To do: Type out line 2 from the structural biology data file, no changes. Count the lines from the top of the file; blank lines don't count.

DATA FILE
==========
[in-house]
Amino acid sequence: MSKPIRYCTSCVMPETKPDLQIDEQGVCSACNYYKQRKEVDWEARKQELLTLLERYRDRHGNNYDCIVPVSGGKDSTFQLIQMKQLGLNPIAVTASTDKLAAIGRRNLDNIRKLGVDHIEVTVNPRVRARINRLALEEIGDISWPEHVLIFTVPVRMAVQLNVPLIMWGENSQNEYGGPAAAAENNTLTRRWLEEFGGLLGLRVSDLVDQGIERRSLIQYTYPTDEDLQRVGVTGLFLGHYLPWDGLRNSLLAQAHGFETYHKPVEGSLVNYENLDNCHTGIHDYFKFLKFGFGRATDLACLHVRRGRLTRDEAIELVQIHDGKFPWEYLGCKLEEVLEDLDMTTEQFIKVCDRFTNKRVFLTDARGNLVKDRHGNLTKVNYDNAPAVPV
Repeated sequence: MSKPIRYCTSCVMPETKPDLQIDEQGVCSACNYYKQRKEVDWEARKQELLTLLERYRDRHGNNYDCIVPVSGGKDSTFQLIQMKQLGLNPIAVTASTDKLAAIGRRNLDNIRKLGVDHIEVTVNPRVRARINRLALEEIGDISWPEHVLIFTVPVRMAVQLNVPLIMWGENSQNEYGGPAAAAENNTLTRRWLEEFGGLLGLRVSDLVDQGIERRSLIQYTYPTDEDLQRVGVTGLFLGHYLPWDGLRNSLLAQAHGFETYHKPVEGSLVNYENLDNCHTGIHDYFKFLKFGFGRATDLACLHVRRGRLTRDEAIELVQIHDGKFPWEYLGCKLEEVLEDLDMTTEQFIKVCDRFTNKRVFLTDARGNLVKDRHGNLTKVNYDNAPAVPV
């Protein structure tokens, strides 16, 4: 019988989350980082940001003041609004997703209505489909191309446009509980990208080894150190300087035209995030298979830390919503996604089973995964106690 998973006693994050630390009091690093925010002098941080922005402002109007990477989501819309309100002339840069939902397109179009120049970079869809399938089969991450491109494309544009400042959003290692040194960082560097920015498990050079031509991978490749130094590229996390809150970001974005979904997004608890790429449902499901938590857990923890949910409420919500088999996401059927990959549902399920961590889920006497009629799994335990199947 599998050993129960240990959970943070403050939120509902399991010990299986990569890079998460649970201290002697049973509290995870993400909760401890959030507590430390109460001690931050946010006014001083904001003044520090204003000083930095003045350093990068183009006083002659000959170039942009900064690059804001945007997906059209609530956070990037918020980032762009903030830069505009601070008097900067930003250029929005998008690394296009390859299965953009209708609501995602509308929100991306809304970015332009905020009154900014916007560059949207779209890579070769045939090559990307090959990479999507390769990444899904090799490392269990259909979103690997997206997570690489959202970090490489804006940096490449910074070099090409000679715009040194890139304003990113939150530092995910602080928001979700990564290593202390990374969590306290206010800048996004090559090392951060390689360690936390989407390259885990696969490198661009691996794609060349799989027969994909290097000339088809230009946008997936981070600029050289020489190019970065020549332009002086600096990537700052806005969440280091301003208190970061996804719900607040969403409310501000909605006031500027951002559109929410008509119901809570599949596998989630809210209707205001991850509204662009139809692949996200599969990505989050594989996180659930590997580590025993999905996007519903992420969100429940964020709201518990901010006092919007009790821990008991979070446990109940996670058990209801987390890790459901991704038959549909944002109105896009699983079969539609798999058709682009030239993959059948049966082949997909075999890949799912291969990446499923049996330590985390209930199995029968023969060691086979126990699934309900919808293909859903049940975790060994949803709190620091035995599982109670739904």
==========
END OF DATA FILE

Amino acid sequence: MSKPIRYCTSCVMPETKPDLQIDEQGVCSACNYYKQRKEVDWEARKQELLTLLERYRDRHGNNYDCIVPVSGGKDSTFQLIQMKQLGLNPIAVTASTDKLAAIGRRNLDNIRKLGVDHIEVTVNPRVRARINRLALEEIGDISWPEHVLIFTVPVRMAVQLNVPLIMWGENSQNEYGGPAAAAENNTLTRRWLEEFGGLLGLRVSDLVDQGIERRSLIQYTYPTDEDLQRVGVTGLFLGHYLPWDGLRNSLLAQAHGFETYHKPVEGSLVNYENLDNCHTGIHDYFKFLKFGFGRATDLACLHVRRGRLTRDEAIELVQIHDGKFPWEYLGCKLEEVLEDLDMTTEQFIKVCDRFTNKRVFLTDARGNLVKDRHGNLTKVNYDNAPAVPV